I wish the BLM would stop calling these outright sales "adoptions." Now they are offering $500 to potential adopters as incentive to adopt. That means the kill-buyers "adopting" wild horses will make a KILLING when they bring them to meat-market auction houses or direct to slaughter sale.
Be sure and read the part at the bottom of this article where the BLM claims it "follows up" on their adoptions....ROTFLMAO!
Mustangs available for adoption at auction
By Felicia Frazar
Published February 5, 2010
Next week, a bit of the Old West will come to Guadalupe County.
The spirit of the open range lives on through the Department of Interior’s Bureau of Land Management, which is working to protect the wild horses and the western rangeland resources.
Paul McGuire, BLM public affairs specialist, said wild horse herds have been protected for decades under a congressional law.
“There was a law congress passed in the 1970’s to protect and preserve the wild horses as fixtures in the western landscape,” he said. “Congress recognized that wild horses are a highly valued symbol of our heritage and the Bureau of Land Management was charged with the responsibility of managing the resource.”
In order to properly manage both the land and the herds efficiently and effectively, occasionally the packs of mustangs need their numbers to be reduced, McGuire said.
“What we do periodically is we have to thin the herd so they don’t over populate the areas,” he said.
Through the Wild Horse and Burro Program, some of the excess animals are auctioned off or sold to people who qualify to give them a safe home, McGuire said.
“Basically the adoption program is an extension of the primary management responsibility that we have and it’s a way for the public to be directly involved,” he said.
On Feb. 11-13 the BLM will be at the Guadalupe County Fairgrounds giving locals a chance to purchase and care for an icon of the American West.
Mustangs have many favorable attributes, McGuire said.
“In the wild they had to develop a number of strengths to be able to survive — endurance, stamina, strength and speed,” he said. “One of the things about a mustang is they are very intelligent animals and they respond very well to people when it comes to training. There is the sheer versatility of the animal that appeals to a lot of folks, whether they plan on getting them for ranch work or recreational purposes.”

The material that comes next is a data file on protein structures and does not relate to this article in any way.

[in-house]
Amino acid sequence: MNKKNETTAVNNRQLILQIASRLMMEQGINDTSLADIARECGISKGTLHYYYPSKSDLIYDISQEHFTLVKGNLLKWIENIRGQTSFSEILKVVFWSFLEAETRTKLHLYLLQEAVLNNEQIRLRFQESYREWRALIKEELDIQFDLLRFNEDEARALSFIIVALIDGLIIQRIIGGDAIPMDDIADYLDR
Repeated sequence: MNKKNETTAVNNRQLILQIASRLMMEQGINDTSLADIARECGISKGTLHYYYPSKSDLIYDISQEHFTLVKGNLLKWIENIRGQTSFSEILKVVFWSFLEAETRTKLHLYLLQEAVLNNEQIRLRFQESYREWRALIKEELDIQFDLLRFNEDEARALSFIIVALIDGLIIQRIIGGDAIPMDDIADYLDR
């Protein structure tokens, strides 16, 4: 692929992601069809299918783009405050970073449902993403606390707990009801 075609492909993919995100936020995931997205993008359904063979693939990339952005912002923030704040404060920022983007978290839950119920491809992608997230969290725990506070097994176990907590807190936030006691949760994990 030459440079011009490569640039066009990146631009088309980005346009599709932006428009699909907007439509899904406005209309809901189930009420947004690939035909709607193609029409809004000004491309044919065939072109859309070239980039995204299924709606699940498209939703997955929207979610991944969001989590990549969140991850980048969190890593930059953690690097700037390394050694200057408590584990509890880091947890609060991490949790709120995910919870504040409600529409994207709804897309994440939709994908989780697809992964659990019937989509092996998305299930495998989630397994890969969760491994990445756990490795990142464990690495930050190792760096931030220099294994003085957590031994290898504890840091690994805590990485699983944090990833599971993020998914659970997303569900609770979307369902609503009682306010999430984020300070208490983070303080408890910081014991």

While they are incredibly intelligent animals, McGuire added that mustangs do come with some traits that make them a bit more difficult than domesticated horse.
“One of the key challenges is getting the animal accustomed to you and realizing that you are not a threat to it,” he said. “A horse in the wild views human beings as potential predators and so you have to initially overcome that hurdle of trust.”
There are two chances of obtaining a horse from the event — auction or sale, McGuire said.
“The main reason we do that is if we have more than one person interested in an animal, it’s the fairest way that we have to see who gets to adopt what animal,” he said. “Once we get through with that we open it to first come first serve for the rest of the day on Friday and all day on Saturday. Any horse that remains can get adopted for the $125 processing fee.”
McGuire suggests that anyone interested in the mustangs come a day early to scope out possible choices and to get the application process started.
“We approve the applications on site,” he said.
Adopting a wild horse comes with a few requirements, McGuire said.
A person must be 18 years of age or older to sign a contract with the federal government, must have a facility with a sturdy corral at least 400 square-feet and a stock trailer for transportation.
Once taken home the fostered animal still belongs to the federal government for up to a year, McGuire said.
“After that point, if you have taken proper care of that animal you can apply for formal ownership of that animal and receive the title for it,” he said.
Full time employees of the bureau are entrusted with keeping close watch over the iconic horses and ensuring their security and safety.
“We have people that are compliance inspectors. They follow up on adoptions,” he said. “At some point in that first year prior to titling we will come check up on the animal.”
During routine checks — either by phone or in person — if a problem arises, the surveyor will work with the adopters to assess and fix the situation, McGuire said.
“If it appears that the animal is underfed or it’s feet don’t appear properly cared for, we will work with the adopter to identify the inefficacy and to correct it,” he said. “Rarely have we had a situation where we had to repossess a horse, but if we have to we will because our first concern is to ensure the animal is in a good home.”
“We are going to be running a $500 incentive program here in Seguin,” he said. “Any animal that is over four years old we are offering a $500 incentive to adopt one of these animals under normal terms. After one year, when you receive the title we will cut you a check for $500.”
Gates will open Thursday, Feb. 11 from 4-6 p.m. on Friday, Feb. 12 from 8 a.m. with adoptions starting from 10 a.m. to 6 p.m. and on Saturday, Feb. 13 from 8 a.m. to noon. For more information on the program go to www.blm.gov/nm .
Click on title above for original article;